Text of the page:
surrounding the value and potential of this form of diversity. There are

many mechanisms for identifying and developing potential. Mentorship

programmes have the potential to facilitate such development by

identifying skills gaps, opening training opportunities, and encouraging

employees with disabilities to be considered for promotions. An

organisation will make a bold statement by applying reasonable

accommodation measures at each ‘rung’ of the career ladder.

Brand your company as disability inclusive

Persons with disabilities are more likely to apply for a job where

they see themselves reflected in the brand of the organisation.

Therefore, disability should be communicated as part and parcel of

an organisation’s diversity statement, as a part of the organisation’s

marketing and advertising campaigns, which reflect disability as just a

‘normal’ part of society’s diversity.

Networking accessibility

Access is critical to inclusion. In all organisations there are occasions

where meetings, conferences and networking or teambuilding events

are held off-site. Organisations must habitually ensure the accessibility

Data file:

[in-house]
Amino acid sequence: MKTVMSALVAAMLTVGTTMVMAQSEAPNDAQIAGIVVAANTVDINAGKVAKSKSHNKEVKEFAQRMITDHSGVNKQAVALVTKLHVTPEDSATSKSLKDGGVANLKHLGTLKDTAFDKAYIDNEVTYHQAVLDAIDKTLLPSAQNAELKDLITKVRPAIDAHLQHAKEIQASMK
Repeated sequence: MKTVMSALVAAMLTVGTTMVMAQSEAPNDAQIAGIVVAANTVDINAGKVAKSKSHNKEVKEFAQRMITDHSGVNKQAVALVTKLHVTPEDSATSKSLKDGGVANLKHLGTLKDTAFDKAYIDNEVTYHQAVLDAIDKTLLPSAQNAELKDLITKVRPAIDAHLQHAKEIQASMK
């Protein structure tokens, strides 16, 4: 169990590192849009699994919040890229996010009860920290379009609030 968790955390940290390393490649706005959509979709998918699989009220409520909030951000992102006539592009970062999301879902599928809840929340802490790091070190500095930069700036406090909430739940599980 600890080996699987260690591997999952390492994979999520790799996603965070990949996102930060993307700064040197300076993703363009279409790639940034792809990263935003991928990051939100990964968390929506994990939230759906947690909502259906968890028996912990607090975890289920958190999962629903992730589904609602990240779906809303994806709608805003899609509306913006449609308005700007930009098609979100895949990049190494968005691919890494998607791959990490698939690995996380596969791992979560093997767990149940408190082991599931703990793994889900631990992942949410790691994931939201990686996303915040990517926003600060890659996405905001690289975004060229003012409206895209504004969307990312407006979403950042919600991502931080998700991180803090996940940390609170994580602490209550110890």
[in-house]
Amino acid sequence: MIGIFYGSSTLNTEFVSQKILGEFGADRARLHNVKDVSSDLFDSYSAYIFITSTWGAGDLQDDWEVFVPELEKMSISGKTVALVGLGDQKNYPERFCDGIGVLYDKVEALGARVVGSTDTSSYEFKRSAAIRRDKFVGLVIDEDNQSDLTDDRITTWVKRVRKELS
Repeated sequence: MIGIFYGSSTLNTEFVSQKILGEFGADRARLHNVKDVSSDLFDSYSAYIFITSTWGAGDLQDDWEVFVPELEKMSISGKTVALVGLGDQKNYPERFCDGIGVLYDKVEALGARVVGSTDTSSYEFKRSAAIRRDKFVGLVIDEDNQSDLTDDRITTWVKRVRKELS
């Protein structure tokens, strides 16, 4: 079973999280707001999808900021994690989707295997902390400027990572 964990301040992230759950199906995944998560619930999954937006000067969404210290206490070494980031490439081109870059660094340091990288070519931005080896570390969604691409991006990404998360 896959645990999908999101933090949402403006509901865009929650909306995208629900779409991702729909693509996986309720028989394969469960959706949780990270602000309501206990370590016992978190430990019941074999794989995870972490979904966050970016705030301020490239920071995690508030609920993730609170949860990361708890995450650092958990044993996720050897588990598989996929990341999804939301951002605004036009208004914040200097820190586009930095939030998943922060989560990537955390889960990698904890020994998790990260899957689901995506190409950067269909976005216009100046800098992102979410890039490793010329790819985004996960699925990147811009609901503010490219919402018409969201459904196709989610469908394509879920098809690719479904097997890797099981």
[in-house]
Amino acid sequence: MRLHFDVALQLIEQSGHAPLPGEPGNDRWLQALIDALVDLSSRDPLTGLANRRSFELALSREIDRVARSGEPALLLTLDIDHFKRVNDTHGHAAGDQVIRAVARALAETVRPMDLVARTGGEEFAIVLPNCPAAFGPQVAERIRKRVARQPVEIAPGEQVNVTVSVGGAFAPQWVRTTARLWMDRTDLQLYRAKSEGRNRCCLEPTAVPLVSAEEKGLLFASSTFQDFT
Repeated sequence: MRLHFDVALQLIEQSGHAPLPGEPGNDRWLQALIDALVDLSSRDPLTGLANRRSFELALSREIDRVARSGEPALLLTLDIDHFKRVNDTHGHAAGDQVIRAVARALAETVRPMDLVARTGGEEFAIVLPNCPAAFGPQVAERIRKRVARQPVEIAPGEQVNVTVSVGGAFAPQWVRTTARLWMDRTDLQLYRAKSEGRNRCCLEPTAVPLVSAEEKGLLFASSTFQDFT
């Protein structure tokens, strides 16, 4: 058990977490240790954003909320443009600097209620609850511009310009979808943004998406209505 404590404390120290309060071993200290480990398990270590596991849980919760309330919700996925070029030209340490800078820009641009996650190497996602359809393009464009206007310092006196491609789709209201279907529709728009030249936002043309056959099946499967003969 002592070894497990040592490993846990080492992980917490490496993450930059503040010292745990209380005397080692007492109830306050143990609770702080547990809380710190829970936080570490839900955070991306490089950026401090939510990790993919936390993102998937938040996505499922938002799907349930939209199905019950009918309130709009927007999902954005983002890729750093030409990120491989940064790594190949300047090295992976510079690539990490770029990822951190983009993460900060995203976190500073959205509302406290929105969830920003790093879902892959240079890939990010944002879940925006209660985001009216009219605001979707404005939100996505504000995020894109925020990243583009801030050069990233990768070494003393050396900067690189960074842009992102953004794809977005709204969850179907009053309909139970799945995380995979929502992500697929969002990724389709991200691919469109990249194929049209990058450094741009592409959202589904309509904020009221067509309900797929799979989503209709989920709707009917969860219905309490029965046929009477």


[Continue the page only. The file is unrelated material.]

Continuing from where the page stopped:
of the location and the infrastructure, specifically in terms of overnight

accommodation and transportation. As a norm, event organisers and

co-ordinators of events should take accessibility of materials and

communication platforms into account and include all types of diversity

into their event planning and activities.

In conclusion, I find that when organisations are addressing disability

inclusion from anything less than a transformational perspective,

its success tends to be hampered by unintentional ignorance that

encourages continued exclusion. The founding principles of Bradshaw

LeRoux Consulting are to unleash the potential of persons with

disabilities through educating organisations to embrace disability

as an integral and valuable part of their workforce. More often than

not, the core reasons for an organisation not having a fully diverse

workforce are the barriers they themselves erect. A key success factor

to transformative inclusion lies in a multi-pronged, consistent approach

which aligns with the principles of dignity and equality for all